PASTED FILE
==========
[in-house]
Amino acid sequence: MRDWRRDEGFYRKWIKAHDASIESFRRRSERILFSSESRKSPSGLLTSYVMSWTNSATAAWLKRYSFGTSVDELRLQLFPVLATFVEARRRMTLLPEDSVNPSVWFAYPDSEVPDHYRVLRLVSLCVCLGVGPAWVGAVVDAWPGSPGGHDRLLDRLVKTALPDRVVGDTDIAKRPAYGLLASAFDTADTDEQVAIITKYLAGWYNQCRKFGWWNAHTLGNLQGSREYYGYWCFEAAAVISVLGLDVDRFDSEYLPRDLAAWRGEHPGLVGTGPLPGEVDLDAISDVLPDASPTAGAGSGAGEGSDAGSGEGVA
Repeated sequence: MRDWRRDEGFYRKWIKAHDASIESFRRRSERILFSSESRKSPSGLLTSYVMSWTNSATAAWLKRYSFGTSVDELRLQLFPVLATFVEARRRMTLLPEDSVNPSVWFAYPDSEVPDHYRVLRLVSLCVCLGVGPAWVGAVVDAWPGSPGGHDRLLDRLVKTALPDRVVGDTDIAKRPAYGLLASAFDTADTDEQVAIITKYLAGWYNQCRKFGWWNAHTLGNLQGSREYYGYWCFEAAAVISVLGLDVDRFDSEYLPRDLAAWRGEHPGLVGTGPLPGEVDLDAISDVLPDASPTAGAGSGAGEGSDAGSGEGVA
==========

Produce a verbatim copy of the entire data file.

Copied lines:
[in-house]
Amino acid sequence: MRDWRRDEGFYRKWIKAHDASIESFRRRSERILFSSESRKSPSGLLTSYVMSWTNSATAAWLKRYSFGTSVDELRLQLFPVLATFVEARRRMTLLPEDSVNPSVWFAYPDSEVPDHYRVLRLVSLCVCLGVGPAWVGAVVDAWPGSPGGHDRLLDRLVKTALPDRVVGDTDIAKRPAYGLLASAFDTADTDEQVAIITKYLAGWYNQCRKFGWWNAHTLGNLQGSREYYGYWCFEAAAVISVLGLDVDRFDSEYLPRDLAAWRGEHPGLVGTGPLPGEVDLDAISDVLPDASPTAGAGSGAGEGSDAGSGEGVA
Repeated sequence: MRDWRRDEGFYRKWIKAHDASIESFRRRSERILFSSESRKSPSGLLTSYVMSWTNSATAAWLKRYSFGTSVDELRLQLFPVLATFVEARRRMTLLPEDSVNPSVWFAYPDSEVPDHYRVLRLVSLCVCLGVGPAWVGAVVDAWPGSPGGHDRLLDRLVKTALPDRVVGDTDIAKRPAYGLLASAFDTADTDEQVAIITKYLAGWYNQCRKFGWWNAHTLGNLQGSREYYGYWCFEAAAVISVLGLDVDRFDSEYLPRDLAAWRGEHPGLVGTGPLPGEVDLDAISDVLPDASPTAGAGSGAGEGSDAGSGEGVA